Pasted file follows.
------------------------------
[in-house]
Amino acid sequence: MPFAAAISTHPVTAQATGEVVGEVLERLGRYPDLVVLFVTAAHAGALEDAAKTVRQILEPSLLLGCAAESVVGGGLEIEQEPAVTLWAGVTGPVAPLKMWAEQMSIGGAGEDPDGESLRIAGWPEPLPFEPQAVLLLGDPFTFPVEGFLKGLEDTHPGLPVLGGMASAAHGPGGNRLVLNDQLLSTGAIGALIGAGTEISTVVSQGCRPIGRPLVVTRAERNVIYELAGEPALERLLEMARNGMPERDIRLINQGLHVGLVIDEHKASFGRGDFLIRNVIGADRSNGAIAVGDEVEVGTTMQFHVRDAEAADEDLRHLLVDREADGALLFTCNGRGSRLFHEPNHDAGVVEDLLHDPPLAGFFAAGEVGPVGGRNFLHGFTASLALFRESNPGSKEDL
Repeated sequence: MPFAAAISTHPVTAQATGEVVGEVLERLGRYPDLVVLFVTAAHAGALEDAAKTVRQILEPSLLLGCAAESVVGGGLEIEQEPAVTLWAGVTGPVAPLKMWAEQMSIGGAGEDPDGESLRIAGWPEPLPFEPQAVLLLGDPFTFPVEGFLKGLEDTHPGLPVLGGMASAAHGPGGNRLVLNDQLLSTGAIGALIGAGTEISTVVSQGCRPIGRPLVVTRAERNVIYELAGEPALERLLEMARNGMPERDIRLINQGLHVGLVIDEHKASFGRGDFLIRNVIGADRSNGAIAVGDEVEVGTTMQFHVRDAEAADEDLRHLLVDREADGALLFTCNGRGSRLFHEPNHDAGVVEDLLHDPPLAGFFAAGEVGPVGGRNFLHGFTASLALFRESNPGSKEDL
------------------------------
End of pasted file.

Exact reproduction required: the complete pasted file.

[in-house]
Amino acid sequence: MPFAAAISTHPVTAQATGEVVGEVLERLGRYPDLVVLFVTAAHAGALEDAAKTVRQILEPSLLLGCAAESVVGGGLEIEQEPAVTLWAGVTGPVAPLKMWAEQMSIGGAGEDPDGESLRIAGWPEPLPFEPQAVLLLGDPFTFPVEGFLKGLEDTHPGLPVLGGMASAAHGPGGNRLVLNDQLLSTGAIGALIGAGTEISTVVSQGCRPIGRPLVVTRAERNVIYELAGEPALERLLEMARNGMPERDIRLINQGLHVGLVIDEHKASFGRGDFLIRNVIGADRSNGAIAVGDEVEVGTTMQFHVRDAEAADEDLRHLLVDREADGALLFTCNGRGSRLFHEPNHDAGVVEDLLHDPPLAGFFAAGEVGPVGGRNFLHGFTASLALFRESNPGSKEDL
Repeated sequence: MPFAAAISTHPVTAQATGEVVGEVLERLGRYPDLVVLFVTAAHAGALEDAAKTVRQILEPSLLLGCAAESVVGGGLEIEQEPAVTLWAGVTGPVAPLKMWAEQMSIGGAGEDPDGESLRIAGWPEPLPFEPQAVLLLGDPFTFPVEGFLKGLEDTHPGLPVLGGMASAAHGPGGNRLVLNDQLLSTGAIGALIGAGTEISTVVSQGCRPIGRPLVVTRAERNVIYELAGEPALERLLEMARNGMPERDIRLINQGLHVGLVIDEHKASFGRGDFLIRNVIGADRSNGAIAVGDEVEVGTTMQFHVRDAEAADEDLRHLLVDREADGALLFTCNGRGSRLFHEPNHDAGVVEDLLHDPPLAGFFAAGEVGPVGGRNFLHGFTASLALFRESNPGSKEDL